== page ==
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Social responsibility of Coca-Cola questioned
Giant retirement fund decides to sell shares

By Caroline Wilbert
Atlanta Journal-Constitution
July 19, 2006

TIAA-CREF, the largest U.S. retirement fund, sold $52.4 million worth of Coke stock because of concerns about the company's social responsibility.

The sale was prompted when KLD Research & Analytics removed Coke from its list of socially responsible companies. KLD based its decisions on a number of issues - labor and human rights issues in Colombia, environmental issues in India and the marketing of high-calorie drinks to children in the United States, said Karin Chamberlain, manager of KLD Indexes.

She acknowledged that Coke has taken steps to address such concerns but said the company is often reactive instead of proactive.

The 1.2 million shares sold were in a so-called social choice account, in which about 430,000 pension clients invest, according to TIAA-CREF spokeswoman Stephanie Cohen Glass. TIAA-CREF still holds Coke stock in other funds.

In recent years, Coke has been a target of activists, who claim the company was involved in the murder of a union organizer in Colombia and in other anti-union violence. Coke has adamantly denied these allegations.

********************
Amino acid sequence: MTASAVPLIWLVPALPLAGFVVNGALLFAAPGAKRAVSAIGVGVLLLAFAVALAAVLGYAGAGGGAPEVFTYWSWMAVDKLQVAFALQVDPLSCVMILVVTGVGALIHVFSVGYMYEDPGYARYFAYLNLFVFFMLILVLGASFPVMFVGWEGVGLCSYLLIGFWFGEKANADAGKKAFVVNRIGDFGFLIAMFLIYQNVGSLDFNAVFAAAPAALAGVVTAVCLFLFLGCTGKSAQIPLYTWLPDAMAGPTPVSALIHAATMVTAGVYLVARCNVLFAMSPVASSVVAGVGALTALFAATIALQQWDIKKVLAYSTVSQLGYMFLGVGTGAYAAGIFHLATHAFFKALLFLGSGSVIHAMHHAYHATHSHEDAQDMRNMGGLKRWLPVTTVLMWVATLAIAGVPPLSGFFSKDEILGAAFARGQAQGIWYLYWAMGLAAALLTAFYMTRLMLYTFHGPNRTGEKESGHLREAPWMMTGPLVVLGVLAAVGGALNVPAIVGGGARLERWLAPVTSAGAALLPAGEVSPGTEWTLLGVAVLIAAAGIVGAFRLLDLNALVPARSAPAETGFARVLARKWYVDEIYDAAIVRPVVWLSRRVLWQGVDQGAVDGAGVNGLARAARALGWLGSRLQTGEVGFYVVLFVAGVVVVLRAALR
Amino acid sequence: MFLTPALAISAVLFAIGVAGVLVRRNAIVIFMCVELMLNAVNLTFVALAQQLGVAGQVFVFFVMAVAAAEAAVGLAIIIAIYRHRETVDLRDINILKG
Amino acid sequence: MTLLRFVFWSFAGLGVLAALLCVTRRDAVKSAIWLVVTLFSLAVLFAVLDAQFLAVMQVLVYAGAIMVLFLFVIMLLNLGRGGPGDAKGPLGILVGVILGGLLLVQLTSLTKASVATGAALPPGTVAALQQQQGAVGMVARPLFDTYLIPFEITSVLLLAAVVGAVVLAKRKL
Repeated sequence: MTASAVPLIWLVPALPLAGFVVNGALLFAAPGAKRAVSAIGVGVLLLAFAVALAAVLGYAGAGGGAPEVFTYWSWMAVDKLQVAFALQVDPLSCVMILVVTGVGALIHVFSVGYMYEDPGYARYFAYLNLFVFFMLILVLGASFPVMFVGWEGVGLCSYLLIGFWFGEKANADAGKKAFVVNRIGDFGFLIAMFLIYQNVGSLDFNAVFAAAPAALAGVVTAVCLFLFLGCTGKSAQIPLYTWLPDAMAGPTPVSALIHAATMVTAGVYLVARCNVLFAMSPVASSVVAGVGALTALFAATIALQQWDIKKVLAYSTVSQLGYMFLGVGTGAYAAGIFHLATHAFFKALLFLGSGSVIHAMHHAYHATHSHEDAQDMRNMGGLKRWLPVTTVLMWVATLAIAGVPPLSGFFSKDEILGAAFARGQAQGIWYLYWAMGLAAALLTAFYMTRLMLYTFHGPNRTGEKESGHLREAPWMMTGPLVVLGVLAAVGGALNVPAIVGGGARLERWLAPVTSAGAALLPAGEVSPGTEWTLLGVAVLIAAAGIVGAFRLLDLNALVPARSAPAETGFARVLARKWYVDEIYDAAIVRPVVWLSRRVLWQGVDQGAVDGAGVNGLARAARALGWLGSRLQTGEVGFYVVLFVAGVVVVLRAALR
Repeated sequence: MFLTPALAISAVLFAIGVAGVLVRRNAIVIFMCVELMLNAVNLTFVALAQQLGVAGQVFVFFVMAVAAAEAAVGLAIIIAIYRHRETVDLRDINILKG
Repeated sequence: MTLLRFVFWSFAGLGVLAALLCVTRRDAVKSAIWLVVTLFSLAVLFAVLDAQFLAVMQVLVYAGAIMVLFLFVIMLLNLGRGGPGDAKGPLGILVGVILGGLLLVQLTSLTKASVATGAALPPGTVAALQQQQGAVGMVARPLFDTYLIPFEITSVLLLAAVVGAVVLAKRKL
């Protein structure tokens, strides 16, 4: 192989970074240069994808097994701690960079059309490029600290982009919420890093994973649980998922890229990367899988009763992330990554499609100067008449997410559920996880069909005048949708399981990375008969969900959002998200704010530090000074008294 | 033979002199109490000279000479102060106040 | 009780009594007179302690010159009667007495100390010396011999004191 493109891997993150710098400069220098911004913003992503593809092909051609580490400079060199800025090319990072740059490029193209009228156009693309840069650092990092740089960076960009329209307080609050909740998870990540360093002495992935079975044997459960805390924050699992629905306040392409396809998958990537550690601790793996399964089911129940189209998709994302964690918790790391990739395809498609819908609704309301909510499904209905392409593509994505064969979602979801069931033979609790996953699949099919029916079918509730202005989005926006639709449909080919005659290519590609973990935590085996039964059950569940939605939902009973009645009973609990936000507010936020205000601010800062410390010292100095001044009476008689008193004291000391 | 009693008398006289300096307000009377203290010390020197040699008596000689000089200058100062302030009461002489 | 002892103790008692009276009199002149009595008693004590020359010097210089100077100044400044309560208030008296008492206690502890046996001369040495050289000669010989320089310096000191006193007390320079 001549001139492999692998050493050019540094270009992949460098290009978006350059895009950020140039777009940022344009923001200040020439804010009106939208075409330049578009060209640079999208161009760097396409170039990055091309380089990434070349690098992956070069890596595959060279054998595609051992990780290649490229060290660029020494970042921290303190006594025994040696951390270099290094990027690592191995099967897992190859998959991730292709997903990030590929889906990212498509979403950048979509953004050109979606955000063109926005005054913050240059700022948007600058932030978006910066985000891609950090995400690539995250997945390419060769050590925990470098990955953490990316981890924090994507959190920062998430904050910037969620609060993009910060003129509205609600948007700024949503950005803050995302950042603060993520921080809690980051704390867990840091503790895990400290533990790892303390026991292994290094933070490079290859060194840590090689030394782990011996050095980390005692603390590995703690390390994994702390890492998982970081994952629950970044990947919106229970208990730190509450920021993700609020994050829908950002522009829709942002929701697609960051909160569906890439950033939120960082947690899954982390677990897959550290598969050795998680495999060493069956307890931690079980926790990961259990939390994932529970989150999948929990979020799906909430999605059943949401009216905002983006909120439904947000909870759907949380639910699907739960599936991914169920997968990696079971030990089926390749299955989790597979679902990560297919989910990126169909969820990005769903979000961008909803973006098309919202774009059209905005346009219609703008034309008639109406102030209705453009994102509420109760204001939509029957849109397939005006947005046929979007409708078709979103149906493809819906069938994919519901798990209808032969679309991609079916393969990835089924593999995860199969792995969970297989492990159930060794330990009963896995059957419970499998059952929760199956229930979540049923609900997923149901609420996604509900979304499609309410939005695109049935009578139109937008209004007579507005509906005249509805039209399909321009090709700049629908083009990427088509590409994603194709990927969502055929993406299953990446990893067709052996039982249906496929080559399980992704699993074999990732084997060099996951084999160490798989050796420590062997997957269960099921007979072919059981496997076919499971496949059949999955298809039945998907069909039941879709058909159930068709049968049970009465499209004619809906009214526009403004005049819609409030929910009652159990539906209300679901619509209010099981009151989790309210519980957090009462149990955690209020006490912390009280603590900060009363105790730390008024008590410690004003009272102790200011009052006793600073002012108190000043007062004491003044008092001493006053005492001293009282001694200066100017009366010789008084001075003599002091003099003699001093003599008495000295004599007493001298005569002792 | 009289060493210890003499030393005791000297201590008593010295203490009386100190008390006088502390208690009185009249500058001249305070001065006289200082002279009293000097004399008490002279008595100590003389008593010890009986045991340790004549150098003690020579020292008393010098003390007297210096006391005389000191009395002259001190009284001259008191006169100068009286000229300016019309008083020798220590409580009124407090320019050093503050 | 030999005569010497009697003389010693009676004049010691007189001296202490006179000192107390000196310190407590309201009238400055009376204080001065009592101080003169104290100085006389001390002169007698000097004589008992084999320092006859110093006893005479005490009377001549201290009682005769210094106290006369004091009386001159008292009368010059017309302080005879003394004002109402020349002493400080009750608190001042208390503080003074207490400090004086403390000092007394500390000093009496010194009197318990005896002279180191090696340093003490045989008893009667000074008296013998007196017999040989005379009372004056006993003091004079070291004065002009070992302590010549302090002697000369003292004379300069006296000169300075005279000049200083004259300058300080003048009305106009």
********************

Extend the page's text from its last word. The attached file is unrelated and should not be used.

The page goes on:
Coke has also been accused of damaging water in India, another issue that the company has denied.

KLD's decision was promoted in a press release by activist Ray Rogers, who has organized many protests of Coke on college campuses.

On the obesity front, Chamberlain said Coke was too slow to take sugary soft drinks out of schools. The beverage industry, including Coke, announced earlier this year that it would remove full-calorie soft drinks from schools and would restrict the sale of other beverages.

"KLD never discussed their decision with us, and they left it to a misguided activist to announce their action," Coke said in a statement Tuesday. "The decision does not reflect the significant progress we have made on the issues cited by KLD. Socially responsible investing is a very important and serious activity. It must be based on hard facts and clear information, not innuendo and supposition."

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